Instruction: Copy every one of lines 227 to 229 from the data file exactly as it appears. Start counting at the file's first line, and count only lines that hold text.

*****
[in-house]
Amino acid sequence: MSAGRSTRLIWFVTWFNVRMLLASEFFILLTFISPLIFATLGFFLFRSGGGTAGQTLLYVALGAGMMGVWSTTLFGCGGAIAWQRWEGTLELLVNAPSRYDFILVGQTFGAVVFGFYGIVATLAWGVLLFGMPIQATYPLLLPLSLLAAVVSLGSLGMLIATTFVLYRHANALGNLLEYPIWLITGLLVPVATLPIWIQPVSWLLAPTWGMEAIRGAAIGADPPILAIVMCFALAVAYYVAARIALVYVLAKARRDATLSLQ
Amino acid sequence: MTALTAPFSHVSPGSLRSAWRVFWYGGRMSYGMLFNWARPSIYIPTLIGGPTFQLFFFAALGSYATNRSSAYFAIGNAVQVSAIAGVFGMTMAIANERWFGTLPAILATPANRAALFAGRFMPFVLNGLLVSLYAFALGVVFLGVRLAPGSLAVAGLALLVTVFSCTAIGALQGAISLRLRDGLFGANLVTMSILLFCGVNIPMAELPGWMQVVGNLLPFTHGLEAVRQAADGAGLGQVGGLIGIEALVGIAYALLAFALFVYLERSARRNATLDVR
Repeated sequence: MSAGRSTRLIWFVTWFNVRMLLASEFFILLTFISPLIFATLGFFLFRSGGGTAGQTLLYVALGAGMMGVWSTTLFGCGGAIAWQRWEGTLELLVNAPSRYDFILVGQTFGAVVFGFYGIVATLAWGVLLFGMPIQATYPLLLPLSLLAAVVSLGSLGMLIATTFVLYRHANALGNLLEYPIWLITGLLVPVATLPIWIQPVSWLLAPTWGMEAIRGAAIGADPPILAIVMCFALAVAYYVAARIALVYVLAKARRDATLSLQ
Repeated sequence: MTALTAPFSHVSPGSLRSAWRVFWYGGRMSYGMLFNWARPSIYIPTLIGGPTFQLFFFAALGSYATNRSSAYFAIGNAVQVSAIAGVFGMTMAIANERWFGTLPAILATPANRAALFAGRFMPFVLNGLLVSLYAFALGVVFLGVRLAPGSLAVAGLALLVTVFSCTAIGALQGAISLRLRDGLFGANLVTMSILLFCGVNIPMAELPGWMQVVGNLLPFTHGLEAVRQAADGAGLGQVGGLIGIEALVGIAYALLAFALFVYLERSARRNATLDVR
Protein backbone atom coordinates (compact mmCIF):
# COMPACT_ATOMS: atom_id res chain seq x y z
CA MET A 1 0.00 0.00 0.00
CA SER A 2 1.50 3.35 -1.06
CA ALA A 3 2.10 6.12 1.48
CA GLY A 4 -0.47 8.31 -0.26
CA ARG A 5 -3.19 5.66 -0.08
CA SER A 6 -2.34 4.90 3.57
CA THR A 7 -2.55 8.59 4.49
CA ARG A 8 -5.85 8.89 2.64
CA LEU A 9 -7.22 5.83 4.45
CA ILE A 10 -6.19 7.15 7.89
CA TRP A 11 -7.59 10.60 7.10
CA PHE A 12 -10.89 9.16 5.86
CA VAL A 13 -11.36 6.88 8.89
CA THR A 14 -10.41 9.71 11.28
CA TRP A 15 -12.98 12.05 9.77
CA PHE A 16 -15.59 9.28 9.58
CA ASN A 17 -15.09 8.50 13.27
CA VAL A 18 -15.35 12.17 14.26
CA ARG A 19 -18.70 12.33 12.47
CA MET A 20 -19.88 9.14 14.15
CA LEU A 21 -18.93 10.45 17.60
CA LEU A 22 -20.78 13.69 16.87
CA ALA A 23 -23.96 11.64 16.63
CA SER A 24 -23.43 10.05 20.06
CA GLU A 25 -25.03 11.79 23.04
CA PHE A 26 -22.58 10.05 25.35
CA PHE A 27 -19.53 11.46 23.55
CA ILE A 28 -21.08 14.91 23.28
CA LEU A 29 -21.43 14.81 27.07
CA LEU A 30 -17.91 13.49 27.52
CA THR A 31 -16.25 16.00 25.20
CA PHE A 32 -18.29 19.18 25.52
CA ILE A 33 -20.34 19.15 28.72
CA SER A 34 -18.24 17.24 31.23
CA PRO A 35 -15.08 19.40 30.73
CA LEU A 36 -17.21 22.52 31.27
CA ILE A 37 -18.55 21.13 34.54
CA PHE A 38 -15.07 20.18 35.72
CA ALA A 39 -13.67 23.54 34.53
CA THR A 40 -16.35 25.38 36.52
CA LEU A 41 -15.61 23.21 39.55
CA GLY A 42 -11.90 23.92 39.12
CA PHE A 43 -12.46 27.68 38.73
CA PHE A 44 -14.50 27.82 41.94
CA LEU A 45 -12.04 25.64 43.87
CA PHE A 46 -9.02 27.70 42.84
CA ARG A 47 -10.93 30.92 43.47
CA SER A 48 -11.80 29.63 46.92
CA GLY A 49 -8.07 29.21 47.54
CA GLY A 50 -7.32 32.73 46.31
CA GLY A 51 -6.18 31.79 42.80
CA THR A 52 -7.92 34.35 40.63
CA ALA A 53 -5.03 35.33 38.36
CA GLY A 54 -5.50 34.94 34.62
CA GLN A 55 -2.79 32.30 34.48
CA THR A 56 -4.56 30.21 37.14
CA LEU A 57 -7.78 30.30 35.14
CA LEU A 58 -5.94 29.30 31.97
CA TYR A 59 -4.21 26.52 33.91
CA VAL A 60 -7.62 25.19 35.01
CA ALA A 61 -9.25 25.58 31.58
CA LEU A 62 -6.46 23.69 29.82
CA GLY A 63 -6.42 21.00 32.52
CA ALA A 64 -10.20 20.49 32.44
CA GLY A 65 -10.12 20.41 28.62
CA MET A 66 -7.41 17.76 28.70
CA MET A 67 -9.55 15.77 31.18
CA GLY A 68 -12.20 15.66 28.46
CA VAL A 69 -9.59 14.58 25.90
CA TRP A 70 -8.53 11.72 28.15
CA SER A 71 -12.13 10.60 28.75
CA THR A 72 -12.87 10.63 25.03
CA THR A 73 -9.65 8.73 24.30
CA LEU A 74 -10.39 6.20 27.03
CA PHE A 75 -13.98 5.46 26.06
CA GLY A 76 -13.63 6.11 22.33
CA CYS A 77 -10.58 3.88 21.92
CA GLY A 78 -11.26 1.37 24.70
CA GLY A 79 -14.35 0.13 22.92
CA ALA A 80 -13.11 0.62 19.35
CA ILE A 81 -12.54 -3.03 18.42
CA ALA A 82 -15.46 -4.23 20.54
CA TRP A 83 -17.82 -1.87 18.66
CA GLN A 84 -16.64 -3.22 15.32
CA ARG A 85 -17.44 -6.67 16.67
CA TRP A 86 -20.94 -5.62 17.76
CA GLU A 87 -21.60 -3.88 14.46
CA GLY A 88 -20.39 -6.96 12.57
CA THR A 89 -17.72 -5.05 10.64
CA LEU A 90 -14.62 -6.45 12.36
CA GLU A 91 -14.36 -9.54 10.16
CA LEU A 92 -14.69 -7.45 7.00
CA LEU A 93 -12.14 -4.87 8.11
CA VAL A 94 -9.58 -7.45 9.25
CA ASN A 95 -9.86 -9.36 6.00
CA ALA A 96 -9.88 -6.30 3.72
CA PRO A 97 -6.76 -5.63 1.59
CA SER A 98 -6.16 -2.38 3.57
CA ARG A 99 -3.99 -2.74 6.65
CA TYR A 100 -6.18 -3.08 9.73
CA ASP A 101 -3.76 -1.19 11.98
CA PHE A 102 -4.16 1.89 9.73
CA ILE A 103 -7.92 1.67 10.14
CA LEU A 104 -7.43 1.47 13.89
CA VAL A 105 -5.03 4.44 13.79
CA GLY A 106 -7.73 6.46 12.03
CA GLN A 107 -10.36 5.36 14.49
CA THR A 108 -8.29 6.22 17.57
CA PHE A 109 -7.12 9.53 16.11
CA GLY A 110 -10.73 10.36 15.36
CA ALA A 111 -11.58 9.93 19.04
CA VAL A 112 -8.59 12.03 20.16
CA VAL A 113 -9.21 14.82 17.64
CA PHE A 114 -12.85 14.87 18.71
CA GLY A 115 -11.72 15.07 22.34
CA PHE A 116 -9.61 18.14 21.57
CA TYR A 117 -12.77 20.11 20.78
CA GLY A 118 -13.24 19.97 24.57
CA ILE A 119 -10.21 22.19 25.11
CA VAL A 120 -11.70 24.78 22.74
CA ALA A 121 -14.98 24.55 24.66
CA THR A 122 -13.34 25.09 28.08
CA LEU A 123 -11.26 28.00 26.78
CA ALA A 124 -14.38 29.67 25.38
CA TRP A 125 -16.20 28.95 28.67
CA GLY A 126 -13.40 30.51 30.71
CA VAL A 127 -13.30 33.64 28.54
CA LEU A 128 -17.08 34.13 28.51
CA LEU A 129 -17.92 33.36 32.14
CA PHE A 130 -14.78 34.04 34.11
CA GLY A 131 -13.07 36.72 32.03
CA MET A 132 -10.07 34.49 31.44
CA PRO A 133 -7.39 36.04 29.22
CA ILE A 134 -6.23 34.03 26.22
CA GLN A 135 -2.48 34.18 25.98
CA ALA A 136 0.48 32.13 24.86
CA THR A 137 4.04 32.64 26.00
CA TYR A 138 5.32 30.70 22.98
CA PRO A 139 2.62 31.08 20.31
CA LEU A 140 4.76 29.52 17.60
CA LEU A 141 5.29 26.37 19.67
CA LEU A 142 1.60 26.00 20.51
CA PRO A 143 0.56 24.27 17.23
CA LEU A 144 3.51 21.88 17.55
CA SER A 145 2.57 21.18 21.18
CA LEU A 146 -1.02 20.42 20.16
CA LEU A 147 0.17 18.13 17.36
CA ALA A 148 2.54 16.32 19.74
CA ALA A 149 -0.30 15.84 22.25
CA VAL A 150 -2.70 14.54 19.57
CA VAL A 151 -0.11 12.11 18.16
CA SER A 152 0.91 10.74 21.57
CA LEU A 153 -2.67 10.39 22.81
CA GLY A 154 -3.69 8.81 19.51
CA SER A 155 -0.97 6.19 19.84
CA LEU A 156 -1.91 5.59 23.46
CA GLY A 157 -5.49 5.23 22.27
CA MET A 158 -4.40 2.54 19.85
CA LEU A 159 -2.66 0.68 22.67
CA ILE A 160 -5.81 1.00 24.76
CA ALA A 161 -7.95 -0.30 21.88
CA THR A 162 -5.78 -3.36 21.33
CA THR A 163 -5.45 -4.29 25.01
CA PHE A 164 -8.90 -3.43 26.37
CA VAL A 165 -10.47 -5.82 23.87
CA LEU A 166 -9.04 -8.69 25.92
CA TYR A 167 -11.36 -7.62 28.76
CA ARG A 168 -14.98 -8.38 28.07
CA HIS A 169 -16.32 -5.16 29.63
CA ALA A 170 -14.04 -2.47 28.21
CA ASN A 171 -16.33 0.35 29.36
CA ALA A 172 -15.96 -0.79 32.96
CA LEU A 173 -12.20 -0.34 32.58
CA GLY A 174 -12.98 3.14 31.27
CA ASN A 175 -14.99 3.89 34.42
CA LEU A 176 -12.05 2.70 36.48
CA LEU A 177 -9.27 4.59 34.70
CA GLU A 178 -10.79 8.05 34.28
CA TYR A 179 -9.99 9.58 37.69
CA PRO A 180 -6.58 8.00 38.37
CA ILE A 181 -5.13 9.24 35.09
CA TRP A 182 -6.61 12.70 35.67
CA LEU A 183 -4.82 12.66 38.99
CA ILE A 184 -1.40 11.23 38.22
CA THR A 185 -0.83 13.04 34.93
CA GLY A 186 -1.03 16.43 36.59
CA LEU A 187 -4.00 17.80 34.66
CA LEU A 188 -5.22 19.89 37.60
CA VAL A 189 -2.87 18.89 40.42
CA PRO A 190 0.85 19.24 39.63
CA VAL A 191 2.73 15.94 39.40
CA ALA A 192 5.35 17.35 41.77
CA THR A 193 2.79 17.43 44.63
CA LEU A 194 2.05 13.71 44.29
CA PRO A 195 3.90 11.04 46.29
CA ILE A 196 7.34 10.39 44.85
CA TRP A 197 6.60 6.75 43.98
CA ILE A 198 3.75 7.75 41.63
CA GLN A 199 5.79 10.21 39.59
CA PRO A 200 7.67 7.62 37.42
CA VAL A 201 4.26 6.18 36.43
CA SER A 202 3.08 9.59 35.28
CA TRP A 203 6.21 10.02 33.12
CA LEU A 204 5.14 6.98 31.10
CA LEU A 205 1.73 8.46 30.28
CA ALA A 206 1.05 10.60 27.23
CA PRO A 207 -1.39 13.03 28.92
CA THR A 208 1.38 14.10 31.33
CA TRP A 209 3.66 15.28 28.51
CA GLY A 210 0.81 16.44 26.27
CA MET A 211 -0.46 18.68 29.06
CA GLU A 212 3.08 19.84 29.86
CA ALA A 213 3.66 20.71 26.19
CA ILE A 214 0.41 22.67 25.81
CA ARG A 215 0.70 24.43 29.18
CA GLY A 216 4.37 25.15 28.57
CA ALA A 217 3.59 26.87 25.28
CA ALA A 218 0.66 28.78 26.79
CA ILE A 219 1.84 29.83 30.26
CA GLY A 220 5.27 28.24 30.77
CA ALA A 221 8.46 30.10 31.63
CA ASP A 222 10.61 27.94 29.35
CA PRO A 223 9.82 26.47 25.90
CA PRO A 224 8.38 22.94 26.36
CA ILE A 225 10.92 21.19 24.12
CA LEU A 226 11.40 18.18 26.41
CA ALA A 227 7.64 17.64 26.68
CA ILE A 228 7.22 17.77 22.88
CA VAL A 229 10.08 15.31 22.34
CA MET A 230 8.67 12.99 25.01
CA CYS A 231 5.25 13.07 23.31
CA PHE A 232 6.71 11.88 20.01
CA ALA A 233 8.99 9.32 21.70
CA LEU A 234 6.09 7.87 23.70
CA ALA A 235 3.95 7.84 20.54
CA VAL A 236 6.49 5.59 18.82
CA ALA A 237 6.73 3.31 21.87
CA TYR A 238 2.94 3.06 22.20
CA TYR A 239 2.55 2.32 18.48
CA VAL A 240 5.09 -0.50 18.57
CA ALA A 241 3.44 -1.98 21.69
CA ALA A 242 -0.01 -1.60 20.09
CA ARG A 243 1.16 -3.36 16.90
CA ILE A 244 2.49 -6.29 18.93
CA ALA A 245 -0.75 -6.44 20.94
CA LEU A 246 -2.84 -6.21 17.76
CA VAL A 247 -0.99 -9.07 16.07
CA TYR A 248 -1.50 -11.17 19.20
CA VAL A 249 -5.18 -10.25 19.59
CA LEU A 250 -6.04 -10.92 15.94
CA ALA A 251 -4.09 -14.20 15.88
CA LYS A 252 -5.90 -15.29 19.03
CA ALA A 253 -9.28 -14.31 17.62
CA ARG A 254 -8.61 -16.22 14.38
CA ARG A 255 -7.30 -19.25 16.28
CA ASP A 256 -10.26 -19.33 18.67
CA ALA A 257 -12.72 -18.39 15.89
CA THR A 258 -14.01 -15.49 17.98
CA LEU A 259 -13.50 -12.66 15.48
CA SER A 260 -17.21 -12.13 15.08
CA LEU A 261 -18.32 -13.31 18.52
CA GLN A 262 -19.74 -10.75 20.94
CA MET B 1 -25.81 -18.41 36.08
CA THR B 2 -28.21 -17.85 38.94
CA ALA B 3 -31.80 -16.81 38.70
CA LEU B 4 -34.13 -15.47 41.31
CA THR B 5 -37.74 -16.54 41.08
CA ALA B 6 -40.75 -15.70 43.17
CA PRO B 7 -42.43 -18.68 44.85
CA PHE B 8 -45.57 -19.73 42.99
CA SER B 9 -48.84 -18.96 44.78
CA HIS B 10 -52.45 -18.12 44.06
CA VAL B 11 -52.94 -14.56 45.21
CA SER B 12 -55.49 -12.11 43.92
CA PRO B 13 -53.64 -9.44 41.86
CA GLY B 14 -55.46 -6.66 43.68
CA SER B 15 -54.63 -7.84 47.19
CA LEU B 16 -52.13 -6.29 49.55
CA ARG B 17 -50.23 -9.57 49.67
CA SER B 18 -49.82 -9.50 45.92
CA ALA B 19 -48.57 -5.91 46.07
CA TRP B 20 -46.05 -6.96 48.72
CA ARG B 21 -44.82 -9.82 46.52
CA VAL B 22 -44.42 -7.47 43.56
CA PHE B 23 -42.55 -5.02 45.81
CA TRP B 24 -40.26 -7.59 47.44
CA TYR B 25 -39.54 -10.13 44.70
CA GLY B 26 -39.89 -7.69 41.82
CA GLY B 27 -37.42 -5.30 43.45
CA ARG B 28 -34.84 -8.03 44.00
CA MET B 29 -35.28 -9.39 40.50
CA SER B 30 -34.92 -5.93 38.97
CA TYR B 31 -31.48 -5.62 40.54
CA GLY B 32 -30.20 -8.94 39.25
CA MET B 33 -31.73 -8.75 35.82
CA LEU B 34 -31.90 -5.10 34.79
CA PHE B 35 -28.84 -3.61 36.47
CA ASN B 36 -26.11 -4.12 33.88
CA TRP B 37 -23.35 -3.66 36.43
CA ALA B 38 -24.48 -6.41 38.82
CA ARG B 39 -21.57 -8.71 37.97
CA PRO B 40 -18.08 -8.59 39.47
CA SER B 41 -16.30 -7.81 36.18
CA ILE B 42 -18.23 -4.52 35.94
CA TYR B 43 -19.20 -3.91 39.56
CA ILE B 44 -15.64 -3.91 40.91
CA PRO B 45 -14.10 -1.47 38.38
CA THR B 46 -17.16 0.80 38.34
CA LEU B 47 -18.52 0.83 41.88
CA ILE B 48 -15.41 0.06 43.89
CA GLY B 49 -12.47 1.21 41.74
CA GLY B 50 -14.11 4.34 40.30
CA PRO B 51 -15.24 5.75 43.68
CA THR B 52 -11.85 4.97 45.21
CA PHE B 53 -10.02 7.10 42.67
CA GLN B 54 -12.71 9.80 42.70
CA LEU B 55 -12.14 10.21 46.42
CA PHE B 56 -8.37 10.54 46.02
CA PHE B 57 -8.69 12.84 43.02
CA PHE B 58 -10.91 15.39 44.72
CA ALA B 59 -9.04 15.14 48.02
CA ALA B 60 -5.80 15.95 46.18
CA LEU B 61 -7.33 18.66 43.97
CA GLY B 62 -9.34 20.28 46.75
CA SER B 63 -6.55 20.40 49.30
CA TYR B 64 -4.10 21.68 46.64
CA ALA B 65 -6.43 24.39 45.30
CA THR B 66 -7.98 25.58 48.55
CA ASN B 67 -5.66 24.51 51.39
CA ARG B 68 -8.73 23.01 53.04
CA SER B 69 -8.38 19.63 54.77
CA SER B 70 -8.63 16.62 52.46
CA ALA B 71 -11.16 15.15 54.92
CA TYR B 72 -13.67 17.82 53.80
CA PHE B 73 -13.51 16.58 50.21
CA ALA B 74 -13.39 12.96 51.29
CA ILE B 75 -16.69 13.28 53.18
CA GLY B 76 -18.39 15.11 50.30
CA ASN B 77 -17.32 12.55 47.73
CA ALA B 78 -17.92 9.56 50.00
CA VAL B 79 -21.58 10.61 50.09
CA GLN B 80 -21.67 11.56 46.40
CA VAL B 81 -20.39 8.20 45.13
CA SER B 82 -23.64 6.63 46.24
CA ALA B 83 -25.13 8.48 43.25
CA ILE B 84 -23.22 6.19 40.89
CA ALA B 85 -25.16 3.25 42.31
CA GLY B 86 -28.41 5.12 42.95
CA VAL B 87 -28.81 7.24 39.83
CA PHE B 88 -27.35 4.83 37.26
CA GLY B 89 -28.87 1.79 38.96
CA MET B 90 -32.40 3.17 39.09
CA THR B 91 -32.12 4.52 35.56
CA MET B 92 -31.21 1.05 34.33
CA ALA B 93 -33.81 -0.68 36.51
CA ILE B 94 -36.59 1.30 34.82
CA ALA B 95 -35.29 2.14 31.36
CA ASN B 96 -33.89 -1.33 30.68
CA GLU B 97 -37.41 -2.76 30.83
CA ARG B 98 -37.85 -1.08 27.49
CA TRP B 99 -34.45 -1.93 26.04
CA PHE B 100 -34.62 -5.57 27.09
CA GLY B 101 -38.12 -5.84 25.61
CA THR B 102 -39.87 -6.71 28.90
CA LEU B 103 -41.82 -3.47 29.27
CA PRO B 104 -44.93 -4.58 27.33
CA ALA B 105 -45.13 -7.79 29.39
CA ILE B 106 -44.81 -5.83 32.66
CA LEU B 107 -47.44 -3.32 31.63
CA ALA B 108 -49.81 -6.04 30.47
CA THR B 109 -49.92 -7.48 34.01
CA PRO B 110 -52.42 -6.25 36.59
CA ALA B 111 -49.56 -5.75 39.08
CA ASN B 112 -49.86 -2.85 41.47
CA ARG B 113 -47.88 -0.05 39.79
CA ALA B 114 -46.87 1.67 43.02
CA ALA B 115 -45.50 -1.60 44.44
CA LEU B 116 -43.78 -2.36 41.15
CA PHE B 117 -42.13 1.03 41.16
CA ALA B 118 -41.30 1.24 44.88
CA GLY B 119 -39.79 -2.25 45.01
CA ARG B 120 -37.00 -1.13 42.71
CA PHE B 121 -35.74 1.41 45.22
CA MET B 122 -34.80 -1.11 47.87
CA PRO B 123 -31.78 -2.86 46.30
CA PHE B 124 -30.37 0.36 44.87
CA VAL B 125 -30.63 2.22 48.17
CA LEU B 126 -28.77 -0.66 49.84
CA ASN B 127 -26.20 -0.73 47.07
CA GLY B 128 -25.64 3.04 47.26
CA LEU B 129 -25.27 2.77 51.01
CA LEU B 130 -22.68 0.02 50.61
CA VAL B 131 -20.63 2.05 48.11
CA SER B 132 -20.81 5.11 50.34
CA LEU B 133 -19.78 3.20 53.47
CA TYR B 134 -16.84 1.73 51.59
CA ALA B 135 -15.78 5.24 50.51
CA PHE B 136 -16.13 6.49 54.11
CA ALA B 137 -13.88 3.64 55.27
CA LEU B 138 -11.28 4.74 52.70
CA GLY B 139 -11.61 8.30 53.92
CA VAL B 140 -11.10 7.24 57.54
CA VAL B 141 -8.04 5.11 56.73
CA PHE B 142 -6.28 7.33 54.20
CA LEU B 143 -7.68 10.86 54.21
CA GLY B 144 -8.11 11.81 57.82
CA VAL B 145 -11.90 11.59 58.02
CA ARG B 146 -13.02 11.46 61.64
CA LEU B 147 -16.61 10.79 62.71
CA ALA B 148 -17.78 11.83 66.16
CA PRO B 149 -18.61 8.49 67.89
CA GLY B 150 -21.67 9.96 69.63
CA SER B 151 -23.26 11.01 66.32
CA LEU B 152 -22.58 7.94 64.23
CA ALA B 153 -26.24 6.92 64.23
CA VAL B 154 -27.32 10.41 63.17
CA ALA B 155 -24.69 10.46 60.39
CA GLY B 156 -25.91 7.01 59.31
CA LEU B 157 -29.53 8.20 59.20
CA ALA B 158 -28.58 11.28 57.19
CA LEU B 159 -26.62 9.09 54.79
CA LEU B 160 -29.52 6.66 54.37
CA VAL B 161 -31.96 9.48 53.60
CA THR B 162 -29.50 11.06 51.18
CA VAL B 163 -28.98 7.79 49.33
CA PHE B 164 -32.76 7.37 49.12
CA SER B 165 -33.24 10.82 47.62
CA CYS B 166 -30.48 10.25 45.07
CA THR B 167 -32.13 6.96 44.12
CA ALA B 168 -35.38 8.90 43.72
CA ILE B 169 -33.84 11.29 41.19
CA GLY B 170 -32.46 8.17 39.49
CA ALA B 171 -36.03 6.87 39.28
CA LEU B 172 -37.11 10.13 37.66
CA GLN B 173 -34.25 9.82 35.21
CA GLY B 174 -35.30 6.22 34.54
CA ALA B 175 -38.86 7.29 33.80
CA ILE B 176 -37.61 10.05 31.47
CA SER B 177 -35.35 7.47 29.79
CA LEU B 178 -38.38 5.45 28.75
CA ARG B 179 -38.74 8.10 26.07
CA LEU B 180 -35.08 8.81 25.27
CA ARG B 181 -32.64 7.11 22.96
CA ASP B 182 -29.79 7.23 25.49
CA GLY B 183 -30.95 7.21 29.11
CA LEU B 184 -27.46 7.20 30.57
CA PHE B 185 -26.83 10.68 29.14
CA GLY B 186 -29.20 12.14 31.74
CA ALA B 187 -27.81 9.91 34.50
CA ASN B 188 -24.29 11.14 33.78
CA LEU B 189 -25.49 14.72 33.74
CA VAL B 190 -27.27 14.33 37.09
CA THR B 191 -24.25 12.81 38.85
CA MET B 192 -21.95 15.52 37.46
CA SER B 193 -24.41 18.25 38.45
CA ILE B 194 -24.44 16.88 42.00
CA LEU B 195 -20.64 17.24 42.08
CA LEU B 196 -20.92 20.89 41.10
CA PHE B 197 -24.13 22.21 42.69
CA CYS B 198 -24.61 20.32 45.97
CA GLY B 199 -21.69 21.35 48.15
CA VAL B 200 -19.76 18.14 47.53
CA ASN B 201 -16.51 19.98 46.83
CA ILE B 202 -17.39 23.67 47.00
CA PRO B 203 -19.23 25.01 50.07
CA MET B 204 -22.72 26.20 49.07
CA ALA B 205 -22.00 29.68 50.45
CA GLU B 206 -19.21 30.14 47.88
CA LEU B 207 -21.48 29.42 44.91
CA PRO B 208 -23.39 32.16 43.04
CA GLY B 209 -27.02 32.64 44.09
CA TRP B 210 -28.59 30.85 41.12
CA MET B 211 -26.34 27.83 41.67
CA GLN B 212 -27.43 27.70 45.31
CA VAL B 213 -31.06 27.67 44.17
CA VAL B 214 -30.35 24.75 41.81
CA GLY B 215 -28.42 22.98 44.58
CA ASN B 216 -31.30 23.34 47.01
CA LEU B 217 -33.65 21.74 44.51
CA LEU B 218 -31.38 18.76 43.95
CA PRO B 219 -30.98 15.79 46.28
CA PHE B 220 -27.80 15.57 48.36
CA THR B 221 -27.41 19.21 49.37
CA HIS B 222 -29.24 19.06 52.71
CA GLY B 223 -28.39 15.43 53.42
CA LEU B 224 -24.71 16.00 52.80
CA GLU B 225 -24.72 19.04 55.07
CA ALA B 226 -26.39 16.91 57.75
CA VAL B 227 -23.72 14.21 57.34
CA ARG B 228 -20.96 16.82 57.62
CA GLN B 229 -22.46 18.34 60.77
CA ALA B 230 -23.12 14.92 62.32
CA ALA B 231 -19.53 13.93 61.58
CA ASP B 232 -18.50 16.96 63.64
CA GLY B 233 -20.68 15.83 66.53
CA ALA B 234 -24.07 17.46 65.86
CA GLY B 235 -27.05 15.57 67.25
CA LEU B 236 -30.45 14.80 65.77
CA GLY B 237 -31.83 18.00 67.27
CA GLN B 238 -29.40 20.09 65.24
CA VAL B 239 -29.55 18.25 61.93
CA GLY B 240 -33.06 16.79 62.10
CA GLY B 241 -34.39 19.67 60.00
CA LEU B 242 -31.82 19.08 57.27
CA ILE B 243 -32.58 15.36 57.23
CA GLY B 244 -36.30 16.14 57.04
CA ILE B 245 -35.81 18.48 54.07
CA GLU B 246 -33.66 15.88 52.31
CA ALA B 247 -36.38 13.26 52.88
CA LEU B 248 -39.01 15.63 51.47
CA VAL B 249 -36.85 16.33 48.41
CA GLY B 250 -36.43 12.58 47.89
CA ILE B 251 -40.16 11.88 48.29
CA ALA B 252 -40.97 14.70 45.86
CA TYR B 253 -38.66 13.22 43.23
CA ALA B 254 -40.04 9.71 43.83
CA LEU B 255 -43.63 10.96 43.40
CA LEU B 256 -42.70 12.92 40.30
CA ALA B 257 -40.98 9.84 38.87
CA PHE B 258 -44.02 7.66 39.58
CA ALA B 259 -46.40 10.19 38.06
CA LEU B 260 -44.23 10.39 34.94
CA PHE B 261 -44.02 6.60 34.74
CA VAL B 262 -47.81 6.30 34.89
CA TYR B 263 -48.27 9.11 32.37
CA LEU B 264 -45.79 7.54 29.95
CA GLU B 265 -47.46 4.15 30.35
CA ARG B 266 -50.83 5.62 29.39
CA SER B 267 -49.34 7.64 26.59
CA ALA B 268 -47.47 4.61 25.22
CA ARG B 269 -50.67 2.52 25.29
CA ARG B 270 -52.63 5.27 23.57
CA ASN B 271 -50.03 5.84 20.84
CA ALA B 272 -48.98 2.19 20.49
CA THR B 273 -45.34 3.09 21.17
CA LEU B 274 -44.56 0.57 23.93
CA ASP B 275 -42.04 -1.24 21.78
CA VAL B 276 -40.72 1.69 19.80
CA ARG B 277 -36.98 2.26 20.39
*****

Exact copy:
CA GLY A 220 5.27 28.24 30.77
CA ALA A 221 8.46 30.10 31.63
CA ASP A 222 10.61 27.94 29.35